One of the very important tenets of estate planning is to ensure that you’ve made an appropriate choice, or set of choices, for beneficiary(s) of your IRA account(s). The title of this article could be a bit misleading – the point of this article is to list some of the consequences of various choices for a beneficiary of your IRA.
Don’t get me wrong – this article doesn’t suggest that the tax consequences should drive your choice of beneficiary(s). Rather, the assumption here is that you have several beneficiaries to choose from, and other classes of assets that you can direct toward heirs that aren’t as able as others to take advantage of the tax-favorable provisions.
Following are the benefits and consequences of some of the major groupings of choices that you might make for beneficiary(s) of your IRA.
If you choose a young individual as the beneficiary of your IRA, your heir will be able to take advantage of long-term tax deferral using the method that provides for payout over the life expectancy of the beneficiary. By doing so, the tax-deferred status of the account can remain in force for a considerably long time (consider a 2-year-old heir, providing for 80+ years of potential tax deferral).
Older IndividualIf you choose an older individual as the beneficiary of your IRA, this heir can also take advantage of the life expectancy payout method – but the payout period will be much less (due to the age of the beneficiary). Therefore the tax-deferral benefit will be considerably less for the older individual versus the younger individual.
Spouse (any age)Directly
If you leave your IRA directly to your spouse by name, he or she can elect to treat the inherited IRA as his or her own IRA. This means that your spouse will be able to defer distributions from the account until he or she reaches age 70½, and then use the Uniform Life Table for distributions. As you know, the ULT is much more favorable than the Single Lifetime Table, which is the one required to be used by owners of inherited IRAs. Your spouse can also name his or her own beneficiary for any amounts remaining in the IRA at his or her death – which provides for additional deferral in the account.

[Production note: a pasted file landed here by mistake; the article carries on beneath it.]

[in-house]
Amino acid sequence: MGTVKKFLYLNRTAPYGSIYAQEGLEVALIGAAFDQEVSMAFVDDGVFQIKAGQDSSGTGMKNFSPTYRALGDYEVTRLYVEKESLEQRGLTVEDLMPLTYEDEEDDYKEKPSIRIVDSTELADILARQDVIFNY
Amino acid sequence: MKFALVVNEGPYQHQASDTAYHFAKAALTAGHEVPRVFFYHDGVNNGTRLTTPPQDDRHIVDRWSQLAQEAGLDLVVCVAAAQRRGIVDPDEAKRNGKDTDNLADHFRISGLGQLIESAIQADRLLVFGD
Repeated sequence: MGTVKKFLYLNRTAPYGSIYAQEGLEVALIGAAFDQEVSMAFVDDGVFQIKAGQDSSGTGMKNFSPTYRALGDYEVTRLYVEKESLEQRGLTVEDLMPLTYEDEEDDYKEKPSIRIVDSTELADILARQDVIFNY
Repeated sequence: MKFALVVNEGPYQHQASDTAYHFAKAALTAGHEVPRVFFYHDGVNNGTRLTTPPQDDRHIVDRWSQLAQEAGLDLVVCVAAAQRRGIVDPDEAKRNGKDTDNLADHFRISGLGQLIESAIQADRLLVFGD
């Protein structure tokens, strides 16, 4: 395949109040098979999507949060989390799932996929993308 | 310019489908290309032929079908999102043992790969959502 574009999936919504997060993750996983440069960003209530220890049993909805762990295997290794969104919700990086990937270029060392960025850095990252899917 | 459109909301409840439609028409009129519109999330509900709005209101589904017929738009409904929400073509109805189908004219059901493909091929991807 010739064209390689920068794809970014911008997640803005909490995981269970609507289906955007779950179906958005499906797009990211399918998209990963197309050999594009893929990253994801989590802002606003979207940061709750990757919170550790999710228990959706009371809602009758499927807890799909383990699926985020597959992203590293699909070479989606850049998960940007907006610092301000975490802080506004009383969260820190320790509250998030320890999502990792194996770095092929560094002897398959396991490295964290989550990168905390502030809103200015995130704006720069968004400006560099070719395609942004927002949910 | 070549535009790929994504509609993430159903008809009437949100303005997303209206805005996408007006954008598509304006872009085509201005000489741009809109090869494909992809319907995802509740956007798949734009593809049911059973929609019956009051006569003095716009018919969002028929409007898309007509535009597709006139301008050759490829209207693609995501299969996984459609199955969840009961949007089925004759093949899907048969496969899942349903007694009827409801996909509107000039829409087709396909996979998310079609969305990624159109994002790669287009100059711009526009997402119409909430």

If instead, you decide to leave your IRA to your spouse via a trust (even a look-through trust), you remove the possibility for your spouse to assume ownership of the trust (as described above). By doing so, the account must be treated as an inherited IRA, subject to the immediate Required Minimum Distributions from the account, regardless of the age of your spouse. Further deferral of taxes is limited in many cases, since if the spouse is younger than 70½ he or she has to take distributions now rather than delaying until age 70½. In addition, your spouse will be required to use the less-favorable Single Lifetime Table for the distributions; your spouse also cannot name his or her own beneficiary for the account for further deferral after his or her death.
Now, if the spouse is the sole beneficiary of the trust, the account can be treated as if it were directly inherited by your spouse, as in effect the look-through trust becomes a conduit trust. With a conduit trust, the effect is the same as naming your spouse the sole beneficiary of the account – so the same rules apply as when you leave the account directly to your spouse. The only difference is that you’ve spent extra money drafting the trust agreement.
Other Beneficiary OptionsGroup (versus Individual)
Leaving your IRA to a group of people instead of one person, this can introduce quite a bit of complexity to the situation. Where possible you could split your IRA into separate accounts and direct each account to an individual beneficiary, saving your beneficiaries a lot of extra headaches at your passing. If this is not possible or you would prefer not to split your account your heirs can do it later – it’s just a lot of extra paperwork for them that you could have handled for them in advance. See this article for additional information on splitting inherited IRAs.